But in stark contrast to Cardano, the Solana blockchain is not as decentralized. It has been reported that almost 50% of all Solana's tokens are owned by venture capital entities, the blockchain's developers, and the Solana Labs company. Also, the Solana Foundation is currently the only entity able to add new blocks to the chain.
Another well-known trait of the Solana blockchain is the costly hardware requirements needed for running a validator node. Cardano's nodes can be run efficiently with far lower hardware specs.
Cardano offers liquid staking without slashing, so there is no risk for delegators to lose funds. In contrast, the Solana delegation system does involve slashing, so delegators can lose funds.
Cardano's strength and resilience lie in peer-reviewed research and design principles.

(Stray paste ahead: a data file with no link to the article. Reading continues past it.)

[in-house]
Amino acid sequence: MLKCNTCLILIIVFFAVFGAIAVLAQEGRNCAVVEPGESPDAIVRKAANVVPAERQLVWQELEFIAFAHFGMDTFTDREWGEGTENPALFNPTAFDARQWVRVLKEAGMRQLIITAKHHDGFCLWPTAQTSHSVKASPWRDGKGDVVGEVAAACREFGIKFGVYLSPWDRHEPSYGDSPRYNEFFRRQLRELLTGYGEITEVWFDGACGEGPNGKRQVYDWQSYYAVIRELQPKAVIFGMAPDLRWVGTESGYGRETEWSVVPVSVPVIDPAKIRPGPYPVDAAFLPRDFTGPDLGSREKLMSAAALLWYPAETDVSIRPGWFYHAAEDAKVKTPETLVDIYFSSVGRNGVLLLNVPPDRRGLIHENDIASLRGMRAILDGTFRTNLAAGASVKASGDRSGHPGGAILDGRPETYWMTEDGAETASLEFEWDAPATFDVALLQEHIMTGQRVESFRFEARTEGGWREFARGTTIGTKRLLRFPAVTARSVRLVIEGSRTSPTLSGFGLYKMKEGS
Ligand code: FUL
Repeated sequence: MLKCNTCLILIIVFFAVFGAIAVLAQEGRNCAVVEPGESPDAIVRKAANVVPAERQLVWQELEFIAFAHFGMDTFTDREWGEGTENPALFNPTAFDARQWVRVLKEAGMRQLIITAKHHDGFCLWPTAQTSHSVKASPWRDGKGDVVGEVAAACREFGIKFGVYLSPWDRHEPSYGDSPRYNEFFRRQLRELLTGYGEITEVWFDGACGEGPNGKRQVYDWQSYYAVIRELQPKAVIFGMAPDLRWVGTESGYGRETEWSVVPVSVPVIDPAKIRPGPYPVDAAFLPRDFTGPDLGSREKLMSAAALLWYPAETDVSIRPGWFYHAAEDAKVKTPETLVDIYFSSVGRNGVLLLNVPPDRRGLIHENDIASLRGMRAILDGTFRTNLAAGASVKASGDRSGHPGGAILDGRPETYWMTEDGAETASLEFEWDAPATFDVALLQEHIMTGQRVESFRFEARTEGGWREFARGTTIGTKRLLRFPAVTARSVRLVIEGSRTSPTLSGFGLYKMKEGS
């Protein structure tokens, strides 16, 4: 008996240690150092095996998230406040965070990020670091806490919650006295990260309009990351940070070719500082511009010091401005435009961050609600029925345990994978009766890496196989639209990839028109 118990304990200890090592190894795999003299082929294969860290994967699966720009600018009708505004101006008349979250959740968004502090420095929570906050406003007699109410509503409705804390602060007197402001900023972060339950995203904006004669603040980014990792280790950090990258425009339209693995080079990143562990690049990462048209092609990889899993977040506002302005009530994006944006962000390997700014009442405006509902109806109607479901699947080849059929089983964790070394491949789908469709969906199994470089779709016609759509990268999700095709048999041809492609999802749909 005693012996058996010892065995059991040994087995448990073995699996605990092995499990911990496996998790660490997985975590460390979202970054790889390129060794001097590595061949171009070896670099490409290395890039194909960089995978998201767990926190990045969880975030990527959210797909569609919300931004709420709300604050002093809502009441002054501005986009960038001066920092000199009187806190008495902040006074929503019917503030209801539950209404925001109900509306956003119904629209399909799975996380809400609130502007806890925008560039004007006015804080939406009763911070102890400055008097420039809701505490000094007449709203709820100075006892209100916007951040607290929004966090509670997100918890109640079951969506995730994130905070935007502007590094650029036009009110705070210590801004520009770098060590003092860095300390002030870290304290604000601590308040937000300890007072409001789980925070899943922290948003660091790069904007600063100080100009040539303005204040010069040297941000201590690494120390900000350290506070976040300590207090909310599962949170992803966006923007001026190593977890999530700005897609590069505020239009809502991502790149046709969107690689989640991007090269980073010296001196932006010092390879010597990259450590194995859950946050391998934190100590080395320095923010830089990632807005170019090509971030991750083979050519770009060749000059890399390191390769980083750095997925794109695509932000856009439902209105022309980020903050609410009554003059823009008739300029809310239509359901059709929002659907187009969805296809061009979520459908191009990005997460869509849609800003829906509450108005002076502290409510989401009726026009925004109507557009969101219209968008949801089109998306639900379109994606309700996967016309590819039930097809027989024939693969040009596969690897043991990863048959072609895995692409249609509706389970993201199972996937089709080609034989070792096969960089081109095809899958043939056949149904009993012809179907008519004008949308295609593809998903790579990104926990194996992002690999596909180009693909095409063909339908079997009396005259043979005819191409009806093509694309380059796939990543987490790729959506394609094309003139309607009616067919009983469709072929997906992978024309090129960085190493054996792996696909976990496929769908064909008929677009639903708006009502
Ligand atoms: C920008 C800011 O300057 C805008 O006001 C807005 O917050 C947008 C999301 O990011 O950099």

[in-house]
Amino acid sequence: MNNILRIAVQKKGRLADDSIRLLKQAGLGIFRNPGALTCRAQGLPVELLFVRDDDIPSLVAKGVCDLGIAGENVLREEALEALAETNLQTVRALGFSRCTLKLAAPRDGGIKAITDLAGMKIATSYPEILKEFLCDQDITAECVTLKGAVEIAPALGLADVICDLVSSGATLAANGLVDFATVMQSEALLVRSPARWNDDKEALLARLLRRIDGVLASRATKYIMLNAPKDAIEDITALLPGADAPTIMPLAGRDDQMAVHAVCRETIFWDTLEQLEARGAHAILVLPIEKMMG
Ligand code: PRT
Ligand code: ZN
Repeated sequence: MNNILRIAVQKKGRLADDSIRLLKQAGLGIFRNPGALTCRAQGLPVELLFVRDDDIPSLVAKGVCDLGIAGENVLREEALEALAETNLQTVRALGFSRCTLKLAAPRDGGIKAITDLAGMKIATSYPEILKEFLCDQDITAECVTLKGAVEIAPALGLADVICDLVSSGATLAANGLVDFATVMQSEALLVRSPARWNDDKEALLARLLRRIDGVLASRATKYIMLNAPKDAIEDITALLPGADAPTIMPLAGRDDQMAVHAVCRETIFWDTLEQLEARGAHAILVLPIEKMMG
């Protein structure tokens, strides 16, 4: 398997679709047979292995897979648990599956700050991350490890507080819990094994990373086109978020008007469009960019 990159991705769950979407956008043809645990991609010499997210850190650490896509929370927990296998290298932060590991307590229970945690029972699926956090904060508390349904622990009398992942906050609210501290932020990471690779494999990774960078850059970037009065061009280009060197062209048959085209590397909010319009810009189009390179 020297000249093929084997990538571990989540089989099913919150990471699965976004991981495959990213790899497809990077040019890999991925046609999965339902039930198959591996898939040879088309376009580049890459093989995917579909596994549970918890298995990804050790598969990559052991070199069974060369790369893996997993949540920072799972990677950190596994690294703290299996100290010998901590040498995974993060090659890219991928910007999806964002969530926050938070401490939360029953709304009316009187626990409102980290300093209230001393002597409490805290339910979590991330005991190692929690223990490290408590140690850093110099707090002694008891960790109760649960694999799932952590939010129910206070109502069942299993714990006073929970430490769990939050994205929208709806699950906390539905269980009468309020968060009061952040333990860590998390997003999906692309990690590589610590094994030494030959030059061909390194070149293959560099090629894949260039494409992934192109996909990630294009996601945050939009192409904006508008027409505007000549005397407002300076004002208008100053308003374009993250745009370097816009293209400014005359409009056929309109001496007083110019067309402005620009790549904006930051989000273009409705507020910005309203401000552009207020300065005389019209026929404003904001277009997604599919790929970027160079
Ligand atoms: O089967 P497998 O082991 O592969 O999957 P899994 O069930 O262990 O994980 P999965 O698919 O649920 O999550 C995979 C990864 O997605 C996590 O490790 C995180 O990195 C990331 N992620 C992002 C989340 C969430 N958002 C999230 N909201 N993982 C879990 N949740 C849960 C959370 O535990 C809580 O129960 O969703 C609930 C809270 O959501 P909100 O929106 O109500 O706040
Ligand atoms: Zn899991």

How does Cardano differ from Algorand?
Cardano and Algorand have some similarities.
Both are backed by strong academic research (Algorand was founded by an MIT professor and Turing award winner), and both emphasize decentralization as a core tenet.
Cardano and Algorand operate proof-of-stake consensus protocols, which means significantly better energy efficiency and faster transaction times than proof-of-work chains like Ethereum or Bitcoin. But each chain uses a different implementation of the consensus mechanism. Algorand implements what it calls Pure Proof of Stake (PPoS), which randomly selects a token holder as the next block producer. The block then needs to be approved by 1,000 validators before being added to the chain. Cardano uses Ouroboros, the first provably secure proof-of-stake consensus mechanism.
Both chains also differ in their core architecture: Algorand features two layers, whereas Cardano uses three.
In terms of non-fungible tokens (NFTs), Algorand users can create NFTs using a system built into the protocol, without the need for smart contracts. Cardano users can create NFTs in a variety of ways.